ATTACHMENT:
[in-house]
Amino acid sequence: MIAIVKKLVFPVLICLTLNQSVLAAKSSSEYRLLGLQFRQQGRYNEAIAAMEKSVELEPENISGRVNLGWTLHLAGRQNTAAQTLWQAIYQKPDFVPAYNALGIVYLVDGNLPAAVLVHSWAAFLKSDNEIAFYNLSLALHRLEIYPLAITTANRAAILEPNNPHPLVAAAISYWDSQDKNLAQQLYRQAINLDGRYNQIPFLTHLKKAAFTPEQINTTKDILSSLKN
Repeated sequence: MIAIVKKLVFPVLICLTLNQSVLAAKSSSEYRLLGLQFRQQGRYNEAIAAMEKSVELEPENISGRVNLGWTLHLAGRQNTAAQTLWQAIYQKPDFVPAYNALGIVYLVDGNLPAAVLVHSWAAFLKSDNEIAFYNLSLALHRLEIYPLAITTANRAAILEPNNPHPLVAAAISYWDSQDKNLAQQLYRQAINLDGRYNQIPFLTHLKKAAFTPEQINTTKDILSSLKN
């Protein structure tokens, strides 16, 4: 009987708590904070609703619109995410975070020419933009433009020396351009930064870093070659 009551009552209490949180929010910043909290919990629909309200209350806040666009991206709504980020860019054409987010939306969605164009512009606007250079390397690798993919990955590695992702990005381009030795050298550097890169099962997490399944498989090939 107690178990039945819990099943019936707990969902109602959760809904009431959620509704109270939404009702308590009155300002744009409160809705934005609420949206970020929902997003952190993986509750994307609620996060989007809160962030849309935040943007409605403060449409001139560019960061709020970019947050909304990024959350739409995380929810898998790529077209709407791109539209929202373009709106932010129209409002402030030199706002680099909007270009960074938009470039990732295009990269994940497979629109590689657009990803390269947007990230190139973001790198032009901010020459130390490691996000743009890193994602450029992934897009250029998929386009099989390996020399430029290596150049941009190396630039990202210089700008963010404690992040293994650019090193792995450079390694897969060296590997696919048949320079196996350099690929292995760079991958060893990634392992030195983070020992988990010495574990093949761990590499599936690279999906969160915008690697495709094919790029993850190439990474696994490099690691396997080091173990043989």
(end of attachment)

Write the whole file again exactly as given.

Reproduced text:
[in-house]
Amino acid sequence: MIAIVKKLVFPVLICLTLNQSVLAAKSSSEYRLLGLQFRQQGRYNEAIAAMEKSVELEPENISGRVNLGWTLHLAGRQNTAAQTLWQAIYQKPDFVPAYNALGIVYLVDGNLPAAVLVHSWAAFLKSDNEIAFYNLSLALHRLEIYPLAITTANRAAILEPNNPHPLVAAAISYWDSQDKNLAQQLYRQAINLDGRYNQIPFLTHLKKAAFTPEQINTTKDILSSLKN
Repeated sequence: MIAIVKKLVFPVLICLTLNQSVLAAKSSSEYRLLGLQFRQQGRYNEAIAAMEKSVELEPENISGRVNLGWTLHLAGRQNTAAQTLWQAIYQKPDFVPAYNALGIVYLVDGNLPAAVLVHSWAAFLKSDNEIAFYNLSLALHRLEIYPLAITTANRAAILEPNNPHPLVAAAISYWDSQDKNLAQQLYRQAINLDGRYNQIPFLTHLKKAAFTPEQINTTKDILSSLKN
């Protein structure tokens, strides 16, 4: 009987708590904070609703619109995410975070020419933009433009020396351009930064870093070659 009551009552209490949180929010910043909290919990629909309200209350806040666009991206709504980020860019054409987010939306969605164009512009606007250079390397690798993919990955590695992702990005381009030795050298550097890169099962997490399944498989090939 107690178990039945819990099943019936707990969902109602959760809904009431959620509704109270939404009702308590009155300002744009409160809705934005609420949206970020929902997003952190993986509750994307609620996060989007809160962030849309935040943007409605403060449409001139560019960061709020970019947050909304990024959350739409995380929810898998790529077209709407791109539209929202373009709106932010129209409002402030030199706002680099909007270009960074938009470039990732295009990269994940497979629109590689657009990803390269947007990230190139973001790198032009901010020459130390490691996000743009890193994602450029992934897009250029998929386009099989390996020399430029290596150049941009190396630039990202210089700008963010404690992040293994650019090193792995450079390694897969060296590997696919048949320079196996350099690929292995760079991958060893990634392992030195983070020992988990010495574990093949761990590499599936690279999906969160915008690697495709094919790029993850190439990474696994490099690691396997080091173990043989």